Disruption of MeCP2 attenuates circadian rhythm in CRISPR/Cas9-based Rett syndrome model mouse


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Abstract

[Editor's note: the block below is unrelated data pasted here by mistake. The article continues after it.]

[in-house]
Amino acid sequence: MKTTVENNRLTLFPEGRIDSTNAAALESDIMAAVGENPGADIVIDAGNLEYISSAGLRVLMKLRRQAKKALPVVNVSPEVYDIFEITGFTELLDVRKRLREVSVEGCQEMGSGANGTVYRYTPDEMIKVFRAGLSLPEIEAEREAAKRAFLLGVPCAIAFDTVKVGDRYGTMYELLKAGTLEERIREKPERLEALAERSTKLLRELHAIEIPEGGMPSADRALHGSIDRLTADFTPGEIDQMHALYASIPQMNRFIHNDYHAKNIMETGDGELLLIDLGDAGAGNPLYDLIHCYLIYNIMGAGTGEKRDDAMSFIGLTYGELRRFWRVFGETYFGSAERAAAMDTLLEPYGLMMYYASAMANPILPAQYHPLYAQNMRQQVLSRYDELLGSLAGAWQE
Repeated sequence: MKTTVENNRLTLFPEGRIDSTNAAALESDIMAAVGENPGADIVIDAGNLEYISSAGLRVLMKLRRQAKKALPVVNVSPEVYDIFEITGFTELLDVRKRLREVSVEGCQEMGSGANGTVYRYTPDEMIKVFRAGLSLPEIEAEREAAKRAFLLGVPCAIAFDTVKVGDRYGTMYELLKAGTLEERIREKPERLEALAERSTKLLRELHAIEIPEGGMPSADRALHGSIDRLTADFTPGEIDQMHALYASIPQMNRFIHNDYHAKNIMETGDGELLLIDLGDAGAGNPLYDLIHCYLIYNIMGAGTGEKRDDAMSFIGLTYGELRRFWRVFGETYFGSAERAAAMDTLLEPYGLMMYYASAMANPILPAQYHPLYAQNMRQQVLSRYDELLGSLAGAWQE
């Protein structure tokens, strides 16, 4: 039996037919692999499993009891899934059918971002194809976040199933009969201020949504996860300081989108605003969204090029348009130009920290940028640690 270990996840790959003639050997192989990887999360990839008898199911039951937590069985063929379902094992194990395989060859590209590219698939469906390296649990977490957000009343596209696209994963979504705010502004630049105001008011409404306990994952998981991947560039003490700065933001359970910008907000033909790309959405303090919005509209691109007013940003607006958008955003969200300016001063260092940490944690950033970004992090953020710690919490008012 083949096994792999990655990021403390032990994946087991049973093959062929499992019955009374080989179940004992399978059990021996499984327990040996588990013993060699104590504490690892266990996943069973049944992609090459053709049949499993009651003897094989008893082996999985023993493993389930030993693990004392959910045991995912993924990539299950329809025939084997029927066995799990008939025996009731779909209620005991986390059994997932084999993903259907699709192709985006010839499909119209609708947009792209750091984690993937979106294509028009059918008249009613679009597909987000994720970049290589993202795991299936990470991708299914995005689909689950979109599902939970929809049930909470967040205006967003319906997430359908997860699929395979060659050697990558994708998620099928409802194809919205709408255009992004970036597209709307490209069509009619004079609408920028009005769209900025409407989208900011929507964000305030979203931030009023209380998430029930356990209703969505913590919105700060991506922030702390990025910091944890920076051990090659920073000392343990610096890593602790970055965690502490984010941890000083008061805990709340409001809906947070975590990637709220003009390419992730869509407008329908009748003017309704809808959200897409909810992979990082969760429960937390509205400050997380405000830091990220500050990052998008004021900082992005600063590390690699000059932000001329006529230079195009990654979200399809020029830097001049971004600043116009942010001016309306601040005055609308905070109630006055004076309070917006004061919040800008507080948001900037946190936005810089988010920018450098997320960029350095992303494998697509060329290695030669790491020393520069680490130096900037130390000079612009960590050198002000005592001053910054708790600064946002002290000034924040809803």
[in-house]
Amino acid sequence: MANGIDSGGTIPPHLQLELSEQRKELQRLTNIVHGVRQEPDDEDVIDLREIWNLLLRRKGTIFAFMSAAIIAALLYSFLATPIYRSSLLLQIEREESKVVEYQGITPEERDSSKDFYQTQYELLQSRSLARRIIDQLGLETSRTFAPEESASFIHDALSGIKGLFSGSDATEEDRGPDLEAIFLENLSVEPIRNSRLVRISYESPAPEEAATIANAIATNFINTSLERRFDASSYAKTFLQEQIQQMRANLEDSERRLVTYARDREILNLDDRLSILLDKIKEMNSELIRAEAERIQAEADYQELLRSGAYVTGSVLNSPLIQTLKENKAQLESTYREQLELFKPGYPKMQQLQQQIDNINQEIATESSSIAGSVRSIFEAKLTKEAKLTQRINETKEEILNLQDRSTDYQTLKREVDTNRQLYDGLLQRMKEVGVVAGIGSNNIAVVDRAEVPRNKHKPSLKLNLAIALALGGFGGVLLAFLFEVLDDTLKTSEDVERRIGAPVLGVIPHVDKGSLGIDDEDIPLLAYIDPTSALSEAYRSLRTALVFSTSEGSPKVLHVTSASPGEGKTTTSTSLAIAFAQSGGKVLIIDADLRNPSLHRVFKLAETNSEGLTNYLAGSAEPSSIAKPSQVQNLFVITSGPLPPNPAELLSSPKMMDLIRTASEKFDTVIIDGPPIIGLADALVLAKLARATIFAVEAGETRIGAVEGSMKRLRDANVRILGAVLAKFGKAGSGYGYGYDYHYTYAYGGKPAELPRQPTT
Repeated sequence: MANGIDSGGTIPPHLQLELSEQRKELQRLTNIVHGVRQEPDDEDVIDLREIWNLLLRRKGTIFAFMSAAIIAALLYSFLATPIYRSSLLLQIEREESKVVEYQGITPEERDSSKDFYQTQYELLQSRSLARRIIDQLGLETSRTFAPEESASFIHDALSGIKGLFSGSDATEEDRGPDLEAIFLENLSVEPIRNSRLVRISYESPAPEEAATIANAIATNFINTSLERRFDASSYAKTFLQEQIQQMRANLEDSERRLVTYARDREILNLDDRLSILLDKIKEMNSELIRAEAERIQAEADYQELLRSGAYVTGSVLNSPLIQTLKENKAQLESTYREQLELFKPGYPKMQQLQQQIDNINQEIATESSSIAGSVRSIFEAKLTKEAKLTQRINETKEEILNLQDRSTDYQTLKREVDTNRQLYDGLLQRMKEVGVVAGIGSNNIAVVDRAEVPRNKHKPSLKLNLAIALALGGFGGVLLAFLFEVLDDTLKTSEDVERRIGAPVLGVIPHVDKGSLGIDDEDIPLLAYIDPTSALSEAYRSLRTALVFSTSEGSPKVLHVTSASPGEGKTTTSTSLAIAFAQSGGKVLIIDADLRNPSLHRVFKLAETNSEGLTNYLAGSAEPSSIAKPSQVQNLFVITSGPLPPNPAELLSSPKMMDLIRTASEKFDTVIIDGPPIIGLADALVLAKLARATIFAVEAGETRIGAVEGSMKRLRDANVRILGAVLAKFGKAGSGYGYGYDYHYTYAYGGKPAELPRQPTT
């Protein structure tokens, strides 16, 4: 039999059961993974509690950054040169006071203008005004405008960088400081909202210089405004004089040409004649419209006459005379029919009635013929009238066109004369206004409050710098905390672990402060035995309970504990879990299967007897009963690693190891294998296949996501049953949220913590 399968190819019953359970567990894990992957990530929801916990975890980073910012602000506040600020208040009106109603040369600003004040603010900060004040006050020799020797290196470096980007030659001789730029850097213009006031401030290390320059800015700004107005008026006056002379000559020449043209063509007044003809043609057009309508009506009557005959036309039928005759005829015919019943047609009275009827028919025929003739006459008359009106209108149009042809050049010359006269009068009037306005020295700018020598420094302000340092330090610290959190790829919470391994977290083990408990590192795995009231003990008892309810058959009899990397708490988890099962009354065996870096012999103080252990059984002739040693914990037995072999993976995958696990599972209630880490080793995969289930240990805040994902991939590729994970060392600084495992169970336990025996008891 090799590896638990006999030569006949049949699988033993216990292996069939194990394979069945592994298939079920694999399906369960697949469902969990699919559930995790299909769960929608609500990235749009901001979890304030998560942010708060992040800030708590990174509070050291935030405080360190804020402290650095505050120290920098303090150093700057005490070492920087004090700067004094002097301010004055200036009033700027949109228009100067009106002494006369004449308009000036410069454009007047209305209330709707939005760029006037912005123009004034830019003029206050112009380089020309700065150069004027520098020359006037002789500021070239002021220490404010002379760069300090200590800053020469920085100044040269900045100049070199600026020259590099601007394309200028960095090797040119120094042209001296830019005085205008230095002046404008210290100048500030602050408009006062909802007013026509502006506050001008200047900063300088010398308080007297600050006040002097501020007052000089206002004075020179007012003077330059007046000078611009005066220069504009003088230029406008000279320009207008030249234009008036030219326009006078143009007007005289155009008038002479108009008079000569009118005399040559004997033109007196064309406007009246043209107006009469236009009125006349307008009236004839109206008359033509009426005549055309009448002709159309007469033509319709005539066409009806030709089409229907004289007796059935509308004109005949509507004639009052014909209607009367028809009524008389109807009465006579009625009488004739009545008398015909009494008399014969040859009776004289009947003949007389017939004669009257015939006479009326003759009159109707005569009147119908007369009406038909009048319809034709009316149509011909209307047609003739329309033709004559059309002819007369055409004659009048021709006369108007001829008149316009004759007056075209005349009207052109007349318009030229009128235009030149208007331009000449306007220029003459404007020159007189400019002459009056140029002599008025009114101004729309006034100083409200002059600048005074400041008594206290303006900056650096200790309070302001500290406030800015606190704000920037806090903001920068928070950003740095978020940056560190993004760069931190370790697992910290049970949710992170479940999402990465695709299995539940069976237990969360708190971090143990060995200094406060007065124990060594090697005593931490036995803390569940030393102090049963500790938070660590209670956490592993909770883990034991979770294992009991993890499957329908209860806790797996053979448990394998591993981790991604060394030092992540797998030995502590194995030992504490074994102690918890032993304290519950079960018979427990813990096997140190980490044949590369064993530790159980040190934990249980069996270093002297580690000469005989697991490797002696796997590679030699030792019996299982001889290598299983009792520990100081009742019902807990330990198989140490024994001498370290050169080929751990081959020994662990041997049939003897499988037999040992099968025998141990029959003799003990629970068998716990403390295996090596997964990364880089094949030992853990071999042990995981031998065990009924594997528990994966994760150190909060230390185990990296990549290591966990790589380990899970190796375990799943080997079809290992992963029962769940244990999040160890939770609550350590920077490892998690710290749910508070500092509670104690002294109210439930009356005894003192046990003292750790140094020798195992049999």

Methyl-CpG-binding protein 2 (Mecp2) is an X-linked gene encoding a methylated DNA-binding nuclear protein which regulates transcriptional activity. The mutation ofMECP2in humans is associated with Rett syndrome (RTT), a neurodevelopmental disorder. Patients with RTT frequently show abnormal sleep patterns and sleep-associated problems, in addition to autistic symptoms, raising the possibility of circadian clock dysfunction in RTT. In this study, we investigated circadian clock function inMecp2-deficient mice. We successfully generated both male and femaleMecp2-deficient mice on the wild-type C57BL/6 background andPER2Luciferase(PER2Luc) knock-in background using the clustered regularly interspaced short palindromic repeats (CRISPR)/Cas9 system. GeneratedMecp2-deficient mice recapitulated reduced activity in mouse models of RTT, and their activity rhythms were diminished in constant dark conditions. Furthermore, real-time bioluminescence imaging showed that the amplitude ofPER2Luc-driven circadian oscillation was significantly attenuated inMecp2-deficient SCN neurons. On the other hand,in vitrocircadian rhythm development assay usingMecp2-deficient mouse embryonic stem cells (ESCs) did not show amplitude changes ofPER2Lucbioluminescence rhythms. Together, these results show thatMecp2deficiency abrogates the circadian pacemaking ability of the SCN, which may be a therapeutic target to treat the sleep problems of patients with RTT.

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